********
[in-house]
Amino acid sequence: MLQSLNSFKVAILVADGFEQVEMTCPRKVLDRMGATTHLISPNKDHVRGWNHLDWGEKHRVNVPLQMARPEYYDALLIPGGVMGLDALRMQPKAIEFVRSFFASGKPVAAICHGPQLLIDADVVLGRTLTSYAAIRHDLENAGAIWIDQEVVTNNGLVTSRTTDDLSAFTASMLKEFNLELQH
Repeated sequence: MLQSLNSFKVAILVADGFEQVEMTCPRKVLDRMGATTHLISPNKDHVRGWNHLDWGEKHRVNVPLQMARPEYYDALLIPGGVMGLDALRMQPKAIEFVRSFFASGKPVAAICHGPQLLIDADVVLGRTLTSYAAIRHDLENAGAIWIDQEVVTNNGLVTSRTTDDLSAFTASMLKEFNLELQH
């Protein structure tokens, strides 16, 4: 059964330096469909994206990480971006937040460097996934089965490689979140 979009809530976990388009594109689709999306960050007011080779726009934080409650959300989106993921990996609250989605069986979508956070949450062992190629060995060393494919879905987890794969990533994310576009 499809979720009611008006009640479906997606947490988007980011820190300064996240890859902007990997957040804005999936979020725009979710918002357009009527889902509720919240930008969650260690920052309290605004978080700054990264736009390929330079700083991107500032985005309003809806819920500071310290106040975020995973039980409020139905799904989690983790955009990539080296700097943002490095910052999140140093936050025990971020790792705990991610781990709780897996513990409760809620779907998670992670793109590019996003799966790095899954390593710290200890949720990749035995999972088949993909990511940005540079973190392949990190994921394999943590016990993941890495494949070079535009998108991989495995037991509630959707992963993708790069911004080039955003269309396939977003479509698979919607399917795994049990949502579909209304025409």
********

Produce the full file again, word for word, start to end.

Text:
[in-house]
Amino acid sequence: MLQSLNSFKVAILVADGFEQVEMTCPRKVLDRMGATTHLISPNKDHVRGWNHLDWGEKHRVNVPLQMARPEYYDALLIPGGVMGLDALRMQPKAIEFVRSFFASGKPVAAICHGPQLLIDADVVLGRTLTSYAAIRHDLENAGAIWIDQEVVTNNGLVTSRTTDDLSAFTASMLKEFNLELQH
Repeated sequence: MLQSLNSFKVAILVADGFEQVEMTCPRKVLDRMGATTHLISPNKDHVRGWNHLDWGEKHRVNVPLQMARPEYYDALLIPGGVMGLDALRMQPKAIEFVRSFFASGKPVAAICHGPQLLIDADVVLGRTLTSYAAIRHDLENAGAIWIDQEVVTNNGLVTSRTTDDLSAFTASMLKEFNLELQH
């Protein structure tokens, strides 16, 4: 059964330096469909994206990480971006937040460097996934089965490689979140 979009809530976990388009594109689709999306960050007011080779726009934080409650959300989106993921990996609250989605069986979508956070949450062992190629060995060393494919879905987890794969990533994310576009 499809979720009611008006009640479906997606947490988007980011820190300064996240890859902007990997957040804005999936979020725009979710918002357009009527889902509720919240930008969650260690920052309290605004978080700054990264736009390929330079700083991107500032985005309003809806819920500071310290106040975020995973039980409020139905799904989690983790955009990539080296700097943002490095910052999140140093936050025990971020790792705990991610781990709780897996513990409760809620779907998670992670793109590019996003799966790095899954390593710290200890949720990749035995999972088949993909990511940005540079973190392949990190994921394999943590016990993941890495494949070079535009998108991989495995037991509630959707992963993708790069911004080039955003269309396939977003479509698979919607399917795994049990949502579909209304025409």